[32] Perhaps the first and best-known example of a synergy arising, where a whole is greater than the sum of its parts, is Adam Smith's famous needle factory. Smith pointed out that a factory using laborers specialized in different tasks would be far more efficient at needle production than the same number of individuals working in isolation. ADAM SMITH, AN INQUIRY INTO THE NATURE AND CAUSES OF THE WEALTH OF NATIONS, B.L Ch.l, paragraph 1.1.3 (1776). Available at:

[33] See Purvis, supra note 150.

[34] For a good discussion of different methodologies see, Anne-Mare Slaughter, Steven R. Ratner, The Method Is The Message, 93 AM. J. INT'L L. 410 (1999).

[35] In fairness to Hobbes, we must note that his first natural law, the law of self preservation, by any means necessary, is only his point of departure. He goes on to develop other consequential rights which he considers just as "natural" as the right of self preservation. E.g., pacta sunt servanda (inter alia). HOBBES, LEVIATHAN, Ch. XV "Of Other Laws of Nature" (1660) available at:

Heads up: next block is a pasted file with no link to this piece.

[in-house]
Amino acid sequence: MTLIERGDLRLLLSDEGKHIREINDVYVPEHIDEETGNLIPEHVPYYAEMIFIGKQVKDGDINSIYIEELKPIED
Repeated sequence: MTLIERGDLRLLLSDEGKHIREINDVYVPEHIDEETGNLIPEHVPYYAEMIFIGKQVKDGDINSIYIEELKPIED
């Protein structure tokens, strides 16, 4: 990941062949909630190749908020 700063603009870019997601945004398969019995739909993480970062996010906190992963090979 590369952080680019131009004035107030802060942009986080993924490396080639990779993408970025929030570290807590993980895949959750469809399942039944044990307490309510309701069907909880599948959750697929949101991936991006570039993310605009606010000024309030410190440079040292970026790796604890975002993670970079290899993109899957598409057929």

[36] To understand the theoretical distinctions between analog and digital conceptualisation see GOTTRRIED LEIBNIZ, A NEW METHOD FOR MAXIMA AND MINIMA AS WELL AS TANGENTS, WHICH IS IMPEDED NEITHER BY FRACTIONAL NOR BY IRRATIONAL QUANTITIES, AND A REMARKABLE TYPE OF CALCULUS FOR THIS (1684); ISAAC NEWTON, FLUXIONS (1666 - then unpublished working paper, later published), ISAAC NEWTON, ANALYSIS WITH INFINITE SERIES (1711).

[37] PLATO, REPUBLIC, Book IV

[38] Aristotle does speak of "civil rights" i.e. Biirgerrechte; Aristotle, Athenian Constitution - Part 7, Sections 61 - 69 (translated by Sir Frederic G. Kenyon)

[39] This can be seen by the example of the slave: Aristotle regards the slave as only capable of apprehending but not forming ideas. ARISTOTLE, POLITICS, Book I, Part 5, Para. 3 (c. 350 b.c.) available at: . Consequently the slave has few rights. However the slave, like the drunkard, also has fewer duties, and for a similar reason - at least per Aristotle.

[40] "La plus ancienne de toutes les socidtds et la seule naturelle est celle de la famille ... La famille est donc si l'on veut le premier module des socidtds politiques" JEAN JACQUES ROUSSEAU, CONTRAT SOCIAL, Livre I, Ch. H (1762)

[41] ARISTOTLE, POLITICS, Book I, Part 11 (translated by Benjamin Jowett)

[42] JOHN LOCKE, Two TREATISES OF GOVERNMENT, Ch. V Sec. 28 (1698)